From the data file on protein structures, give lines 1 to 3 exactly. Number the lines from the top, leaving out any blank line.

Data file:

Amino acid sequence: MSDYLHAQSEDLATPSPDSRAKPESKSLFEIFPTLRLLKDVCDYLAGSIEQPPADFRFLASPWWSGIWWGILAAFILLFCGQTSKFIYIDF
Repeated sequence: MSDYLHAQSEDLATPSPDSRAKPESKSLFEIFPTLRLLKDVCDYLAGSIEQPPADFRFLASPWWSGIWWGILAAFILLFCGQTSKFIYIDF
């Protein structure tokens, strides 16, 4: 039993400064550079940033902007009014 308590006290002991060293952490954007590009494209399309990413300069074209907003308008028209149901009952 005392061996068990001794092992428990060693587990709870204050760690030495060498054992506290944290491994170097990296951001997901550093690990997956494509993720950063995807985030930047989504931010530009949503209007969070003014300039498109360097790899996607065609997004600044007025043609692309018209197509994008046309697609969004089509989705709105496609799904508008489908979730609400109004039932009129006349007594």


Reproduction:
Amino acid sequence: MSDYLHAQSEDLATPSPDSRAKPESKSLFEIFPTLRLLKDVCDYLAGSIEQPPADFRFLASPWWSGIWWGILAAFILLFCGQTSKFIYIDF
Repeated sequence: MSDYLHAQSEDLATPSPDSRAKPESKSLFEIFPTLRLLKDVCDYLAGSIEQPPADFRFLASPWWSGIWWGILAAFILLFCGQTSKFIYIDF
């Protein structure tokens, strides 16, 4: 039993400064550079940033902007009014 308590006290002991060293952490954007590009494209399309990413300069074209907003308008028209149901009952 005392061996068990001794092992428990060693587990709870204050760690030495060498054992506290944290491994170097990296951001997901550093690990997956494509993720950063995807985030930047989504931010530009949503209007969070003014300039498109360097790899996607065609997004600044007025043609692309018209197509994008046309697609969004089509989705709105496609799904508008489908979730609400109004039932009129006349007594």